Naturally, when the offer for Lana Winters to interview her live, she accepts. Having turned down the likes of Diane Sawyer and Barbara Walters, Lee feels a certain kinship with Winters, who went through a personal horror trauma, too, and ended up killing her own son. It’s been a while since I’ve seen Asylum, but Paulson is terrific in her third role of the season, bringing back Winters’ arrogance, vulnerability, and occasional eye for drama, which comes into play when she reveals to Lee that Flora was reported missing an hour before the show started taping, and she’s hoping to wring a confession out of Lee, who naturally looks like the guilty party.
Unfortunately, this scene, anchored by two powerful women giving serious performances, isn’t given the room to breathe that it should get, as the final Polk arrives and starts shooting up the place. I get that we have to wrap things up, but the weight of the interview would have landed harder with even five more minutes screen time. Isn’t that a perfect metaphor for even the best American Horror Story episodes? Things are running smoothly, everyone’s doing their job, then some maniac has to burst in and scatter random shit everywhere.
Lee takes off, on the lam to find Flora. Obviously, events coalesce that she finds herself back at the Roanoke house on the night of the Blood Moon, running into the Spirit Chasers along the way (is anyone keeping track of all the pitch-perfect fake shows we’ve seen this season?). With them is Ashley Gilbert, best known for his role as Cricket Marlowe in My Roanoke Nightmare. It’s a delight to have Leslie Jordan back, even for a moment. He’s dispatched pretty quickly by the Piggyman, along with the rest of the Spirit Chasers who fall victim to the Chens, the Butcher, and the “MURDER” sisters in a quick “who’s who” bloodbath of this season’s villains (no feral Edward Mott ghost though :().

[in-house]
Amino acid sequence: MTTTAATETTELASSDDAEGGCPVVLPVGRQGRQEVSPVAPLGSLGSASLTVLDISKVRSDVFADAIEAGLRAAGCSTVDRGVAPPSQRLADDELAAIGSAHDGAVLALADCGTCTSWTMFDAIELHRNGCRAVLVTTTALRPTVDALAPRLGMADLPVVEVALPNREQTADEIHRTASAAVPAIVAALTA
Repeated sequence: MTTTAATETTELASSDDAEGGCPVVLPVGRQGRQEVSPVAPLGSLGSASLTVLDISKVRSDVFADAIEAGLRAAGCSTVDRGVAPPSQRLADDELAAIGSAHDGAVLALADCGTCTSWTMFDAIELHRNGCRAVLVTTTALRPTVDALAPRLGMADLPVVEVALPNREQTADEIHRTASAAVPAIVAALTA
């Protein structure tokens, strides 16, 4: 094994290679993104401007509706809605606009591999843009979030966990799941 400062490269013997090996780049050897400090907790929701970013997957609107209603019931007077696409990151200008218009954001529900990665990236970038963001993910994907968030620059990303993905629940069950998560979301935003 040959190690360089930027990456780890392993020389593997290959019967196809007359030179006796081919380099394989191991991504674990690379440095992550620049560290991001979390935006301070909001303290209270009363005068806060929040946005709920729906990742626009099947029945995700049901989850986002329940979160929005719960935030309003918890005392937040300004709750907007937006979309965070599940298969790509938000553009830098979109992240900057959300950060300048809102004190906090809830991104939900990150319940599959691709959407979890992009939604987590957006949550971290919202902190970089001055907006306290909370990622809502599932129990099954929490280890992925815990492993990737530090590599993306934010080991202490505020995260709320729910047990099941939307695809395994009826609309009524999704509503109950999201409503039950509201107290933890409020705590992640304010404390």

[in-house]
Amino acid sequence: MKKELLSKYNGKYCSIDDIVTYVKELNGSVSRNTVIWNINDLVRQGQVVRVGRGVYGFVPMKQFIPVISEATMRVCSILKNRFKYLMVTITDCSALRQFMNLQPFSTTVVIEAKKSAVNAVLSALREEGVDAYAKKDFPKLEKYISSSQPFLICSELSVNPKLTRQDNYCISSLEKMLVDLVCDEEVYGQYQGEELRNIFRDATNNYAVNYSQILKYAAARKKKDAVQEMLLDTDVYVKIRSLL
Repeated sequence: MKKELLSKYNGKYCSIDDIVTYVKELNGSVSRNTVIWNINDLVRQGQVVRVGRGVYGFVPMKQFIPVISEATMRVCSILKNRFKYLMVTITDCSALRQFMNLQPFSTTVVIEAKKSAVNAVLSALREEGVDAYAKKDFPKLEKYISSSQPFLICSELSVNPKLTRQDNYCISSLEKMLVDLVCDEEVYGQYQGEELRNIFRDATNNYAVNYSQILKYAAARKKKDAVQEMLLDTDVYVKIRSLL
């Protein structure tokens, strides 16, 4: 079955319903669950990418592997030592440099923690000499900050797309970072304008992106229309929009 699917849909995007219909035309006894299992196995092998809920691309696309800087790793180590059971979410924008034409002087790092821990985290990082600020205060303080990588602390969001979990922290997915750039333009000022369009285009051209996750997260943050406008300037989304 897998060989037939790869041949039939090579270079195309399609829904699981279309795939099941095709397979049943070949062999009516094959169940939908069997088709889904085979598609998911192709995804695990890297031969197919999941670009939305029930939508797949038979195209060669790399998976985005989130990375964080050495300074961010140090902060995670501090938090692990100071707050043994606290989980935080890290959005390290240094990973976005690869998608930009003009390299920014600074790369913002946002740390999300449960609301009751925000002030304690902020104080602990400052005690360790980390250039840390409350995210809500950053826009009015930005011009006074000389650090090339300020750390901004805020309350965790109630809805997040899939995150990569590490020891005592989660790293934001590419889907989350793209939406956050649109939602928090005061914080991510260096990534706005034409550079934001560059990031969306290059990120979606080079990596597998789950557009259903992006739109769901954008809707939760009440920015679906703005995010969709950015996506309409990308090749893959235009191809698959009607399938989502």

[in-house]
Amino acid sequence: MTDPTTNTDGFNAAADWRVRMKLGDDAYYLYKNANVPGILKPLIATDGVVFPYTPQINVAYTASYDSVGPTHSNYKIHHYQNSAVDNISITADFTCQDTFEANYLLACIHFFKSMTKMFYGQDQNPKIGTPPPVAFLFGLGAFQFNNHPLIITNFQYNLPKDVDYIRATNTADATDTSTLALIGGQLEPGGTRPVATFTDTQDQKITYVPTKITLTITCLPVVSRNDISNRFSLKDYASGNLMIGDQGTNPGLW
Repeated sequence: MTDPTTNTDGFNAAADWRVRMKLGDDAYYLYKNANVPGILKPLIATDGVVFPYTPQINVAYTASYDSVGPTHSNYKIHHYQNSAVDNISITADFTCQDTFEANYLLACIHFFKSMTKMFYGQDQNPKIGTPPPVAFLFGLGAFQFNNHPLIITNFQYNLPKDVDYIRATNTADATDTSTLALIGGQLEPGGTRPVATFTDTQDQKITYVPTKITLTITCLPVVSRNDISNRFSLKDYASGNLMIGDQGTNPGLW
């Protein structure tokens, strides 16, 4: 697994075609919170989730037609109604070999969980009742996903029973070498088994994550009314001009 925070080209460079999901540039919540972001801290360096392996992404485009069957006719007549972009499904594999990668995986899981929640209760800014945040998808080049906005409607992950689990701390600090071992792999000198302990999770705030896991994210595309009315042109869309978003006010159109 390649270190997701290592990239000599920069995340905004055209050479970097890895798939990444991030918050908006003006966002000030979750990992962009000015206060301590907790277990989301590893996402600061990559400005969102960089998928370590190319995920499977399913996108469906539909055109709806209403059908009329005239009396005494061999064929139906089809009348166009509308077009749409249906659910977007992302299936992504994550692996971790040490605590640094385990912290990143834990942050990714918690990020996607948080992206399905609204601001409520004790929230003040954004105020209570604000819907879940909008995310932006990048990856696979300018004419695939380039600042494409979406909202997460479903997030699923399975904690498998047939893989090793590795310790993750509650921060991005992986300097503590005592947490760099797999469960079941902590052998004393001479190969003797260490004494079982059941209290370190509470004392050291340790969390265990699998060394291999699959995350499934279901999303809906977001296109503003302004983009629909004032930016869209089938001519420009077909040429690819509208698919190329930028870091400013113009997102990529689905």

Finally, Flora reappears, intent on dying and staying with Priscilla, ostensibly to live in the woods and protect her from the Colonial ghosts roaming the land. “You can’t grow big and strong” in the woods, Lee tells her. “I can if I’m like her” Flora replies.
And so, it comes down to Flora: a character forgotten by her family in the shuffle of a horror story, a murder plot, and a reality show. A character who’s only connection to love, loyalty, protection, comes via another lonely soul. It’s earned, and only a little bit heartbreaking, and it changes the complexion of episodes we’ve watched before. Where the “missing child in the woods” story may have seemed contrived, trite, it’s now a haunting origin story.
Of course, Lee can’t allow this, and offers to take her place, cursing herself to forever roam the land with Priscilla, protecting her–and giving her daughter the life Lee now knows she’s incapable of providing. This year, American Horror Story has been as big and as loud as ever. But its final, somber note, is the one that hits hardest. In the end, it really was all about Flora.
- So that burnt-up Mason ghost just… didn’t do anything, huh?
- “You stupid fucks! You deserve to die!” – Lee this episode and also me, every episode.
- Pretty sure they only threw that youtube vlogger in there so we’d be kinder about Paulson’s English accent
- That’s all from me! It’s been a fun, wild, invigorating ride from a show I admittedly though had dried up years ago. Here’s to another good year.